A section of the popular Corner Brook stream walking trail is getting a major upgrade with the installation of a switchback-style path that replaces a 35-year-old rotting wooden staircase.
The new zigzag trek down the steep hill will provide better access to the trail system that wraps around the city centre.
The iconic view of the Glynmill Inn Pond has not changed, but the main entrance currently looks like a steep embankment covered in stone as crews with the Corner Brook Stream Trail Development Corporation dig and construct this new pathway.
"Given the cost of lumber of the cost of construction, it was economically feasible to go this route," said Brent Humphries, executive director of the development corporation.
"The stairs were an impediment to people with mobility issue, young families with strollers, people with dogs, et cetera. It was a greater fit all around."
The switchback trail system is three to four times cheaper than replacing the wooden stairs, according to Humphries.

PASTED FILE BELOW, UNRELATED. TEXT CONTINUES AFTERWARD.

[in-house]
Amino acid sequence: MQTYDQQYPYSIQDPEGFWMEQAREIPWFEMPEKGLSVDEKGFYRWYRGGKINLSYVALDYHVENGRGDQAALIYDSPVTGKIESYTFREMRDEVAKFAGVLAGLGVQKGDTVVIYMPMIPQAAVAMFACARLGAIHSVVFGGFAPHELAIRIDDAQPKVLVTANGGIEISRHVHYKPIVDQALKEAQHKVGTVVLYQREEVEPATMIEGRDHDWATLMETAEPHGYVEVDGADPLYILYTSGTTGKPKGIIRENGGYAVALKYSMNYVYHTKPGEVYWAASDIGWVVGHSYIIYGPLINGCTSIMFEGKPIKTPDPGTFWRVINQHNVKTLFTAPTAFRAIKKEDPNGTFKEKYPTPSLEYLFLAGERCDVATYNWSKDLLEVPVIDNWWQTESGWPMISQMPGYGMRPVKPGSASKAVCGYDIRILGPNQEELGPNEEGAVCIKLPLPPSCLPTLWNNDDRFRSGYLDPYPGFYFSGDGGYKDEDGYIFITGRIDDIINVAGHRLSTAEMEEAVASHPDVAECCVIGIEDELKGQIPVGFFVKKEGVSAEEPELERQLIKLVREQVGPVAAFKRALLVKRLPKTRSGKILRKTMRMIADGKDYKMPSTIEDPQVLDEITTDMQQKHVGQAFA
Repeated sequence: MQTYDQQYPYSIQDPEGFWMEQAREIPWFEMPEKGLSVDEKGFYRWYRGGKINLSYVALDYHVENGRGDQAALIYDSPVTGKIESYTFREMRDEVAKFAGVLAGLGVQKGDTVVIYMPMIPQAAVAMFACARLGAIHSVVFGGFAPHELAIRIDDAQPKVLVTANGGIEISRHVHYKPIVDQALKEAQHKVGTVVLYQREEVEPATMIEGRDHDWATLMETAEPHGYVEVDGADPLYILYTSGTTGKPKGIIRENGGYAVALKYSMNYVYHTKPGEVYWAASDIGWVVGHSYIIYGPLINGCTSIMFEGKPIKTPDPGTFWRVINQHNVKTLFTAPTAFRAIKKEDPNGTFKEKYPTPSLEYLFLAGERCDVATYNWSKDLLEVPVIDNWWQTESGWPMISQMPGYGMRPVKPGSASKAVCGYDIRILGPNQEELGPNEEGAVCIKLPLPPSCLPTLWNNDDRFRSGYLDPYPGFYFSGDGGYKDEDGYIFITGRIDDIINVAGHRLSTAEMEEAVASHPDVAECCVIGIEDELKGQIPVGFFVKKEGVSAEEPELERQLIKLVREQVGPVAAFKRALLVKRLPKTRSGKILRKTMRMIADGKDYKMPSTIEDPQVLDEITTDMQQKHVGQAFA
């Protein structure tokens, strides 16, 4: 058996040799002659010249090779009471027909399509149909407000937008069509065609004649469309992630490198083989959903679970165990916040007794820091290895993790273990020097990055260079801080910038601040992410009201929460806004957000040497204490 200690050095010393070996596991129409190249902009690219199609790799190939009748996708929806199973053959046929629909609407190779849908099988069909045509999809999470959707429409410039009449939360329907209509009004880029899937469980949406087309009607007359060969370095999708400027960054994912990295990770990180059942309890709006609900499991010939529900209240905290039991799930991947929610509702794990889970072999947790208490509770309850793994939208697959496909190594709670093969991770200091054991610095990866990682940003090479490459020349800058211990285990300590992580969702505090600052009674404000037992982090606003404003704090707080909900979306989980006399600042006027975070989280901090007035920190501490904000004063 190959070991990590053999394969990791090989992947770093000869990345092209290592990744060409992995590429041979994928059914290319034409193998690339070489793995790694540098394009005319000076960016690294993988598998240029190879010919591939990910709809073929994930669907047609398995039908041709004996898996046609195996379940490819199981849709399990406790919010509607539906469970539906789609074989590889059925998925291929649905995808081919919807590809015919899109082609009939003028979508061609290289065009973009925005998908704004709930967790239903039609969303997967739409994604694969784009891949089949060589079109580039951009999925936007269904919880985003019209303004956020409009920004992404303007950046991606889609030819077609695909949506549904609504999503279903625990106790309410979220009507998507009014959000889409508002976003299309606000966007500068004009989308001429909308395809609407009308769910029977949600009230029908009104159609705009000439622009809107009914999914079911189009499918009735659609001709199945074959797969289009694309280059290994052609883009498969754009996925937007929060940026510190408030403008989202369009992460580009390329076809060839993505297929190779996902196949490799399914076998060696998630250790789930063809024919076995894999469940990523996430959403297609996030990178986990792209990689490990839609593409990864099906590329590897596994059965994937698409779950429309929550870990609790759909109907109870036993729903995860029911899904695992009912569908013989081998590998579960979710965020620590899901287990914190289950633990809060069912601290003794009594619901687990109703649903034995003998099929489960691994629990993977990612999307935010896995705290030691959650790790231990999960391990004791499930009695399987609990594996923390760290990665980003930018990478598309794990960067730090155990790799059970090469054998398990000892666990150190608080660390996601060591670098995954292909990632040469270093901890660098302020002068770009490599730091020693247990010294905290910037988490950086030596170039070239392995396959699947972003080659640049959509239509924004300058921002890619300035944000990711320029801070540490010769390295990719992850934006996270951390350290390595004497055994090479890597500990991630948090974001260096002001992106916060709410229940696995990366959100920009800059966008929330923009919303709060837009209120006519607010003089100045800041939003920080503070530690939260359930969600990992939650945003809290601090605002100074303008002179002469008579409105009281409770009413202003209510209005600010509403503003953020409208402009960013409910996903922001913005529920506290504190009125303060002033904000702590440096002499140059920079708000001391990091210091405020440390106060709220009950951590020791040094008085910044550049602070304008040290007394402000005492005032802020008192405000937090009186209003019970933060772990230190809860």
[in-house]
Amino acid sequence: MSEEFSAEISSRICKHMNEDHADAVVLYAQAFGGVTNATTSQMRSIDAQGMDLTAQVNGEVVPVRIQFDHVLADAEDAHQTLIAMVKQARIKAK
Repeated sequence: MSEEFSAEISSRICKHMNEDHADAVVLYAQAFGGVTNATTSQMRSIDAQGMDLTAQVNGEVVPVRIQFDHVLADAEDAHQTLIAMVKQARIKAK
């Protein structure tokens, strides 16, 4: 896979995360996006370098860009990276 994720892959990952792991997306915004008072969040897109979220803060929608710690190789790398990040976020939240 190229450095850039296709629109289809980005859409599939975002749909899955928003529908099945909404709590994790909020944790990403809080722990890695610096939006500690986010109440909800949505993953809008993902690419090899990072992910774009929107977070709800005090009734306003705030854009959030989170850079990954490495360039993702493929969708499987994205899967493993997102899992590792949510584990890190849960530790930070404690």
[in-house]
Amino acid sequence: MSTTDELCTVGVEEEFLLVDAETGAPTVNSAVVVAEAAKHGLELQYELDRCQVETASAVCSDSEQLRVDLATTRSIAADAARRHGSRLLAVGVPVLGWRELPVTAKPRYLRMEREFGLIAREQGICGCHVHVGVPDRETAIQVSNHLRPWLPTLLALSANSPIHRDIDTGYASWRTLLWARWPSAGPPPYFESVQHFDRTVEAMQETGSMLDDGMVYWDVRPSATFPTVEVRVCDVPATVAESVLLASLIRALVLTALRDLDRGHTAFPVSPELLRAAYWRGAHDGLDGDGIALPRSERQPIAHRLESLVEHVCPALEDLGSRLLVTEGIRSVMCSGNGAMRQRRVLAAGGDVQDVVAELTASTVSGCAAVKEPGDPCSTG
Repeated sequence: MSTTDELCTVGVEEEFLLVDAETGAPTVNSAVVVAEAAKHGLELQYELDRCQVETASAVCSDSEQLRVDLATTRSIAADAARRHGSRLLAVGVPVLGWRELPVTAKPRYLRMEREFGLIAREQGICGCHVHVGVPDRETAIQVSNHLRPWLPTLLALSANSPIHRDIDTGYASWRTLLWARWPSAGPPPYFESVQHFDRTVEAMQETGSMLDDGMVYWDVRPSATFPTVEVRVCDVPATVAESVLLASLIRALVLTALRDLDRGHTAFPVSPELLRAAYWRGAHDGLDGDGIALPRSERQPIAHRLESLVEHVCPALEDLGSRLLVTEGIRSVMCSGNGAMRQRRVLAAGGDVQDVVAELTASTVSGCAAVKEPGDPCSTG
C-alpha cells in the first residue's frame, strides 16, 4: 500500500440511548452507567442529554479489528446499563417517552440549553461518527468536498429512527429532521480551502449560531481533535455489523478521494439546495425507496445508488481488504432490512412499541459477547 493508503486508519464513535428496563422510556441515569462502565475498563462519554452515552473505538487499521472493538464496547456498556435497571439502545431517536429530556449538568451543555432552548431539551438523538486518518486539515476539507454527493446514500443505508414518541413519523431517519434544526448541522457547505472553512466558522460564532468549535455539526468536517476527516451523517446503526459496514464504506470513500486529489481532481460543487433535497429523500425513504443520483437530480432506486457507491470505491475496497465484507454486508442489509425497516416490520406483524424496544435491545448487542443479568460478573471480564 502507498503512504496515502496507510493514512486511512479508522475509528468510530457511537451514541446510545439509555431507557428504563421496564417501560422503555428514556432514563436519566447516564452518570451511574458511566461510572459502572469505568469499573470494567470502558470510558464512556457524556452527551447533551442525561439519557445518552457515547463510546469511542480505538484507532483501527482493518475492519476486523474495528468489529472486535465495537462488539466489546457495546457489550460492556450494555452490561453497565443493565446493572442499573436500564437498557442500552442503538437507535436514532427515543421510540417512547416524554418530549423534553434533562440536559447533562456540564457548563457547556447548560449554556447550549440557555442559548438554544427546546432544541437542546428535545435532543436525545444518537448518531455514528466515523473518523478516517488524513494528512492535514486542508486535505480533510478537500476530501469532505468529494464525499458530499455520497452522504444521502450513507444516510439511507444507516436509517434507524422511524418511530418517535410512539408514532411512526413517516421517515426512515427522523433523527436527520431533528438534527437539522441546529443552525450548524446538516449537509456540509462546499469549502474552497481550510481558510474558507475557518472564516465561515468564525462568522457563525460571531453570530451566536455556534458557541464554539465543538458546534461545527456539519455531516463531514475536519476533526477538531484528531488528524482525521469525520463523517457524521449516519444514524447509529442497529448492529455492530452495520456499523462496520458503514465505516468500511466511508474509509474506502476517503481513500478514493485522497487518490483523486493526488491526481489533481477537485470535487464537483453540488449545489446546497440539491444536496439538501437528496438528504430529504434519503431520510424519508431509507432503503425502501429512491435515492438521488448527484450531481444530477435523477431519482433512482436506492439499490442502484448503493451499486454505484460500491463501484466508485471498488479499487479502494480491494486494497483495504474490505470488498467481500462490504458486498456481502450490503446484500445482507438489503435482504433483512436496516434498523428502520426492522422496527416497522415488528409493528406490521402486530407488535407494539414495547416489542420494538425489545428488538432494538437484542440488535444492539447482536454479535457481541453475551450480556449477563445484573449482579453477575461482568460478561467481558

While that particular entrance to the trail is closed off while crews work, walkers like Deirdre MacDonnell pop by it regularly to see the progress.
"I'm sure whoever designed it kept in mind having the proper grade for wheelchairs. I think it's important for our community to have a more accessible walking path," she said.
Removing the stairs and installing the new switchback trail system is part of a $316,000 budget to improve access to this part of the trail system in the centre of the city.
While the stairs were dismantled over a week ago, the work to lower the grade and reinforce the trail will take at least four weeks.
Lowering the grade
Humphries says revamping the grade has posed a challenge, however. "Instead of going directly vertical, you make long sweeping turns on the way down, switch back turns on each corner. It takes longer to get down, but it's a lesser grade," he said.
The project requires hundreds of sandbags to build strong retaining walls that will eventually be covered in seed. The whole area will eventually look like a grassy embankment.
Despite the disruption, another onlooker expressed his approval.
"A lot of families walk this trail. We want to make sure that families with little kids are able to go along with their strollers," said avid hiker Ken Ralph.